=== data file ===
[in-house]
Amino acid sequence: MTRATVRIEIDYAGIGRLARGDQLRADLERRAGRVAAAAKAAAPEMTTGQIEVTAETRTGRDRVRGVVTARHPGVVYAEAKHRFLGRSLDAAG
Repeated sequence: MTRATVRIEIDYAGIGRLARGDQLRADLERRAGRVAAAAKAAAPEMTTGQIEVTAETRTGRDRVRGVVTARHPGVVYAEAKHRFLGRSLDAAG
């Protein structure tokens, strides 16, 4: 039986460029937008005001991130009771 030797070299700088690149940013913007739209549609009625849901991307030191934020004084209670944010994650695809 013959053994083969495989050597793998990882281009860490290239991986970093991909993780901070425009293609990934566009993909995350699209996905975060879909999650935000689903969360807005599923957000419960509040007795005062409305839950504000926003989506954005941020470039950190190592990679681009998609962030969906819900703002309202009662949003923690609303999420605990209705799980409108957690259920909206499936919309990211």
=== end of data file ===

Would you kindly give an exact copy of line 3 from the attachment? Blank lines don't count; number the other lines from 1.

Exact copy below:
Repeated sequence: MTRATVRIEIDYAGIGRLARGDQLRADLERRAGRVAAAAKAAAPEMTTGQIEVTAETRTGRDRVRGVVTARHPGVVYAEAKHRFLGRSLDAAG